PennDOT is currently studying improvements to two sections of I-83 in Dauphin County, Pennsylvania.
The first section is the Eisenhower Interchange, also known as the I-83 East Shore Section 2 Project (I-83 ESS2). The Eisenhower Interchange Reconstruction Project (SR 0083-078) project limits extend through Lower Paxton Township, Paxtang Borough, and Swatara Township. The project begins just south of the Union Deposit Interchange and extends westward to 29th Street. Improvements include widening the mainline I-83 corridor to three mainline lanes in each direction with directional connections to I-283 and US 322. In addition to the regional connections, the interchange will include local access connections to Derry Street and a new interchange that will connect I-83 to Paxton Street in the area of the Harrisburg Mall.
The second section is known as I-83 East Shore Section 3 Project (I-83 ESS3) (SR 0083-079). This section begins where Section 2 ends at 29th Street and continues west to the Susquehanna River. Improvements include widening the mainline I-83 corridor to three mainline lanes in each direction with upgraded interchanges at 17th/19th Streets, 13th/Cameron Streets, and 2nd/Front Streets.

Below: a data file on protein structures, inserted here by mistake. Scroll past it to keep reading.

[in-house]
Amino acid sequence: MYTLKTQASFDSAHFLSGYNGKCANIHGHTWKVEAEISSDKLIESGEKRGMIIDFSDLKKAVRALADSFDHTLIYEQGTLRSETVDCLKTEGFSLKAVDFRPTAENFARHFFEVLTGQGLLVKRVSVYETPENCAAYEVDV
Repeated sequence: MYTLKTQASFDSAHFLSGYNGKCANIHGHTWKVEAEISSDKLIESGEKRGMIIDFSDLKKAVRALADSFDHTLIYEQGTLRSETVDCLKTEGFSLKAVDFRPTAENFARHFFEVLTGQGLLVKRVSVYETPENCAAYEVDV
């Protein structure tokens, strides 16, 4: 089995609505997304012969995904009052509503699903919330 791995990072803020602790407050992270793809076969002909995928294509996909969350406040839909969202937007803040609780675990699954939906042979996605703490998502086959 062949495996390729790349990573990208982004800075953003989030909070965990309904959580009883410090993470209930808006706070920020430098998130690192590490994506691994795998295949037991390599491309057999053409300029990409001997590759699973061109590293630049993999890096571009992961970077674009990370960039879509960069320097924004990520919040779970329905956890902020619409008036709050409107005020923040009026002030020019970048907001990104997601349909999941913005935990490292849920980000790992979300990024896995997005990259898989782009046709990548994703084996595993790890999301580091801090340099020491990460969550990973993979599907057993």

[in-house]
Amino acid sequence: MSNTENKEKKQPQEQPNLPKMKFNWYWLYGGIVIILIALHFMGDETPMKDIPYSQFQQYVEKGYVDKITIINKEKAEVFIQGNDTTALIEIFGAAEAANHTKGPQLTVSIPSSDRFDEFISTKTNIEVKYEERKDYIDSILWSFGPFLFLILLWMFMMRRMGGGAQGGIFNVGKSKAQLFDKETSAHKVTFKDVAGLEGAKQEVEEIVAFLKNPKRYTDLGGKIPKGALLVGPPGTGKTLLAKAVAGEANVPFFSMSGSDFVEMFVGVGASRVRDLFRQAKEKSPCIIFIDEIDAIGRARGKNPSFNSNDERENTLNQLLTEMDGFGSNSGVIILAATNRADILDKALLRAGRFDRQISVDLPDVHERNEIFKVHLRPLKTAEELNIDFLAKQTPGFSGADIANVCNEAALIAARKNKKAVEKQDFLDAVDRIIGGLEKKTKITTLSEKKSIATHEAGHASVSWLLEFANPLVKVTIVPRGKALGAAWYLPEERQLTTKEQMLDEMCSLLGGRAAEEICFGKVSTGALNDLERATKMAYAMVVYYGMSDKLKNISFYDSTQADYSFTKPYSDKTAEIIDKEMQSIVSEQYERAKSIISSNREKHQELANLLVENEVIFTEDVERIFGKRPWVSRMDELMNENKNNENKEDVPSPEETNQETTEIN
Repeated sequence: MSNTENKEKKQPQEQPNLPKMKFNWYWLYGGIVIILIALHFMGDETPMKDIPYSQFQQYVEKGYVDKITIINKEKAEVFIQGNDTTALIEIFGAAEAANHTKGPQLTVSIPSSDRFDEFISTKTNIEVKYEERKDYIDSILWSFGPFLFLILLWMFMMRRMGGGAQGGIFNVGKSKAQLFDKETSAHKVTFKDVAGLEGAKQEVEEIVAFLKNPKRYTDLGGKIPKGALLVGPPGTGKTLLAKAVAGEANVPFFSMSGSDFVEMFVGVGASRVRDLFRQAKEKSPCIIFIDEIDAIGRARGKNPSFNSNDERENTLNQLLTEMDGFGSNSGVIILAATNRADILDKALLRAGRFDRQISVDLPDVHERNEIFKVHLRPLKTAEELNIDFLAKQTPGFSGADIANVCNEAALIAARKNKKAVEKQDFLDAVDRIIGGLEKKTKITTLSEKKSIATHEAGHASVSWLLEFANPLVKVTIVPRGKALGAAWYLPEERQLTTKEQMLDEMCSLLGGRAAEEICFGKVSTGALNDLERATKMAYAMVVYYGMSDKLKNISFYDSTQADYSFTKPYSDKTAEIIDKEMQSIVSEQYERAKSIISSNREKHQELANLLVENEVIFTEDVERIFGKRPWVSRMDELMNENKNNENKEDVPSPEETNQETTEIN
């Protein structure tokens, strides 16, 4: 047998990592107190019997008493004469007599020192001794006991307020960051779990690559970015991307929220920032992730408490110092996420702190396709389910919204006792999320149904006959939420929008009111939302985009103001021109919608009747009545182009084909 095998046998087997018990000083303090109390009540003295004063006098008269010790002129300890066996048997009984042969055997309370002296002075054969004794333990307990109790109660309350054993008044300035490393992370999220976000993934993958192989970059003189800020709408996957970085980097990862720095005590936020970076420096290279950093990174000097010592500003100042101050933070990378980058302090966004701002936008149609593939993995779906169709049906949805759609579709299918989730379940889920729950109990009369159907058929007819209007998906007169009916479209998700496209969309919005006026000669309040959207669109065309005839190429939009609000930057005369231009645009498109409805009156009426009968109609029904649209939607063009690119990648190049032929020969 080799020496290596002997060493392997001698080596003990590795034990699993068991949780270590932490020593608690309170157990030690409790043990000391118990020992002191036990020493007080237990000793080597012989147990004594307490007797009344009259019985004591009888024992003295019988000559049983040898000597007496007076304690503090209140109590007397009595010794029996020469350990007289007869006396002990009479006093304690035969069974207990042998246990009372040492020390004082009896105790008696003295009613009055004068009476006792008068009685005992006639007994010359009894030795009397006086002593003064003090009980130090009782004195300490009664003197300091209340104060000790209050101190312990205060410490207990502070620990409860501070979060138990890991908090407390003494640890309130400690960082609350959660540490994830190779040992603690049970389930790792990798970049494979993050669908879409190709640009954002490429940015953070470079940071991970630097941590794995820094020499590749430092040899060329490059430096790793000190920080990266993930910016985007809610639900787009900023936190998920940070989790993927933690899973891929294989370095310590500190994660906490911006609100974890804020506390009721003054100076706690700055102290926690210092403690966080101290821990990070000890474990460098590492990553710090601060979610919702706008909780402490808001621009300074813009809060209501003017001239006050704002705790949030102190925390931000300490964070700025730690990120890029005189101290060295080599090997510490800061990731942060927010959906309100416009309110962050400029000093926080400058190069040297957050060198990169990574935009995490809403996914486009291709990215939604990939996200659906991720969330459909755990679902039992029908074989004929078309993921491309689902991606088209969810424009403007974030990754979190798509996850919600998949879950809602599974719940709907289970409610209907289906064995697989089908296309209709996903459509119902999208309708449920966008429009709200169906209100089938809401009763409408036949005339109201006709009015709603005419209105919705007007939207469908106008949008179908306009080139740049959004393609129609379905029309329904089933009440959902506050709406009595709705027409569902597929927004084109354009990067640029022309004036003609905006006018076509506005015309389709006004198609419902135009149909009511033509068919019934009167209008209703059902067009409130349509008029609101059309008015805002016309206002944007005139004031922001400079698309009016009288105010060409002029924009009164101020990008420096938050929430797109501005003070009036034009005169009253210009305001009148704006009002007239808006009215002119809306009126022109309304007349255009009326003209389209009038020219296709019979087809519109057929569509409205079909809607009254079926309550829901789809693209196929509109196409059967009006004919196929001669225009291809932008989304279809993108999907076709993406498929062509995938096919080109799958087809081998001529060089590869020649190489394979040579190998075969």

- How will traffic be impacted during construction?
It is too early to determine how traffic will be impacted and managed during construction. PennDOT understands this corridor is vital to the economy of the Harrisburg region and an important commuter route. As such, we will make every effort to minimize potential traffic impacts and delays. Construction phasing information will be provided on the project website and presented to the public when available.
- Will there be noise walls constructed along I-83?